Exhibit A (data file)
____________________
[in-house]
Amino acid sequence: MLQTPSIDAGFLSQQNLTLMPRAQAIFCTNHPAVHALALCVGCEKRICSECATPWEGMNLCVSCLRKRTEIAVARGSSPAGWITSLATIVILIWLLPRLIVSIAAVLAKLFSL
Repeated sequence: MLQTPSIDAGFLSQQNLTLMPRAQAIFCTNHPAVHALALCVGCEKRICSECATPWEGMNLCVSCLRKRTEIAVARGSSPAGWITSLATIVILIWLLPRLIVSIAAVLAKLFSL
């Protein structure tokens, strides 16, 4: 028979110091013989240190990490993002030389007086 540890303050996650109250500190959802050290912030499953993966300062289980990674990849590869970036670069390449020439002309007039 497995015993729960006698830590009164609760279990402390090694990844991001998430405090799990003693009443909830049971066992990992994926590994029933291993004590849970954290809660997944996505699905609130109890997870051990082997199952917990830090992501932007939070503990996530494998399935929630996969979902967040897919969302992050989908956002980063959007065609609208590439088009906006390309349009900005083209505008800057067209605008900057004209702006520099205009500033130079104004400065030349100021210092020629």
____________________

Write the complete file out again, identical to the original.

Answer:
[in-house]
Amino acid sequence: MLQTPSIDAGFLSQQNLTLMPRAQAIFCTNHPAVHALALCVGCEKRICSECATPWEGMNLCVSCLRKRTEIAVARGSSPAGWITSLATIVILIWLLPRLIVSIAAVLAKLFSL
Repeated sequence: MLQTPSIDAGFLSQQNLTLMPRAQAIFCTNHPAVHALALCVGCEKRICSECATPWEGMNLCVSCLRKRTEIAVARGSSPAGWITSLATIVILIWLLPRLIVSIAAVLAKLFSL
């Protein structure tokens, strides 16, 4: 028979110091013989240190990490993002030389007086 540890303050996650109250500190959802050290912030499953993966300062289980990674990849590869970036670069390449020439002309007039 497995015993729960006698830590009164609760279990402390090694990844991001998430405090799990003693009443909830049971066992990992994926590994029933291993004590849970954290809660997944996505699905609130109890997870051990082997199952917990830090992501932007939070503990996530494998399935929630996969979902967040897919969302992050989908956002980063959007065609609208590439088009906006390309349009900005083209505008800057067209605008900057004209702006520099205009500033130079104004400065030349100021210092020629």